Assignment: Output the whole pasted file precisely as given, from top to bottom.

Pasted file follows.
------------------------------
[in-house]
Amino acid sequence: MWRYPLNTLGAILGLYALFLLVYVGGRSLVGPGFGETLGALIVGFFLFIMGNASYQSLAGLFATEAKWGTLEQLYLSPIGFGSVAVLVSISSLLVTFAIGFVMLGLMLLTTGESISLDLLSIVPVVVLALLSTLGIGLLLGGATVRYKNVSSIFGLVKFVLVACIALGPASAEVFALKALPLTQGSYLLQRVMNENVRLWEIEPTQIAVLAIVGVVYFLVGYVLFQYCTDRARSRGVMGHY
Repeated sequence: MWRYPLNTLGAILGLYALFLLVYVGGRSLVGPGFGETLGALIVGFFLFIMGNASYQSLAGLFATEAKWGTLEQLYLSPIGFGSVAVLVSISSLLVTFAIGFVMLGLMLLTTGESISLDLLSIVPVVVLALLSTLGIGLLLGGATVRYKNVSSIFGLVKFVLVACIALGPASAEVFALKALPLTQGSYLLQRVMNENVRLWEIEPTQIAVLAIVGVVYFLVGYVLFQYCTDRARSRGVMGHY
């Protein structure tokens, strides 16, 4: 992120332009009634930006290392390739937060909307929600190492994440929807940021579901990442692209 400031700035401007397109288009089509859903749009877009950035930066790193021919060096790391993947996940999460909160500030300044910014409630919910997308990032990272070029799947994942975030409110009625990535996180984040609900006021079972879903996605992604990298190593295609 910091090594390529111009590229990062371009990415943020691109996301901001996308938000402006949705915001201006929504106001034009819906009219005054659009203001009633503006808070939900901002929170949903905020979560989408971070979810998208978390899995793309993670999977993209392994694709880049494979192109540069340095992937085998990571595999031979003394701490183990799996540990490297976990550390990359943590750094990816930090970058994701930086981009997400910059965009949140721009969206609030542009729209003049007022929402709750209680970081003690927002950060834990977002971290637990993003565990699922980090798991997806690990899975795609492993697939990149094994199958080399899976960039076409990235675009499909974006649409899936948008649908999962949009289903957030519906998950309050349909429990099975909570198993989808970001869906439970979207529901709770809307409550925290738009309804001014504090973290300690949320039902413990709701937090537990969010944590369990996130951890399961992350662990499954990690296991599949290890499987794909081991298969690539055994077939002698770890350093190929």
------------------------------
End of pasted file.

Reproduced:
[in-house]
Amino acid sequence: MWRYPLNTLGAILGLYALFLLVYVGGRSLVGPGFGETLGALIVGFFLFIMGNASYQSLAGLFATEAKWGTLEQLYLSPIGFGSVAVLVSISSLLVTFAIGFVMLGLMLLTTGESISLDLLSIVPVVVLALLSTLGIGLLLGGATVRYKNVSSIFGLVKFVLVACIALGPASAEVFALKALPLTQGSYLLQRVMNENVRLWEIEPTQIAVLAIVGVVYFLVGYVLFQYCTDRARSRGVMGHY
Repeated sequence: MWRYPLNTLGAILGLYALFLLVYVGGRSLVGPGFGETLGALIVGFFLFIMGNASYQSLAGLFATEAKWGTLEQLYLSPIGFGSVAVLVSISSLLVTFAIGFVMLGLMLLTTGESISLDLLSIVPVVVLALLSTLGIGLLLGGATVRYKNVSSIFGLVKFVLVACIALGPASAEVFALKALPLTQGSYLLQRVMNENVRLWEIEPTQIAVLAIVGVVYFLVGYVLFQYCTDRARSRGVMGHY
């Protein structure tokens, strides 16, 4: 992120332009009634930006290392390739937060909307929600190492994440929807940021579901990442692209 400031700035401007397109288009089509859903749009877009950035930066790193021919060096790391993947996940999460909160500030300044910014409630919910997308990032990272070029799947994942975030409110009625990535996180984040609900006021079972879903996605992604990298190593295609 910091090594390529111009590229990062371009990415943020691109996301901001996308938000402006949705915001201006929504106001034009819906009219005054659009203001009633503006808070939900901002929170949903905020979560989408971070979810998208978390899995793309993670999977993209392994694709880049494979192109540069340095992937085998990571595999031979003394701490183990799996540990490297976990550390990359943590750094990816930090970058994701930086981009997400910059965009949140721009969206609030542009729209003049007022929402709750209680970081003690927002950060834990977002971290637990993003565990699922980090798991997806690990899975795609492993697939990149094994199958080399899976960039076409990235675009499909974006649409899936948008649908999962949009289903957030519906998950309050349909429990099975909570198993989808970001869906439970979207529901709770809307409550925290738009309804001014504090973290300690949320039902413990709701937090537990969010944590369990996130951890399961992350662990499954990690296991599949290890499987794909081991298969690539055994077939002698770890350093190929």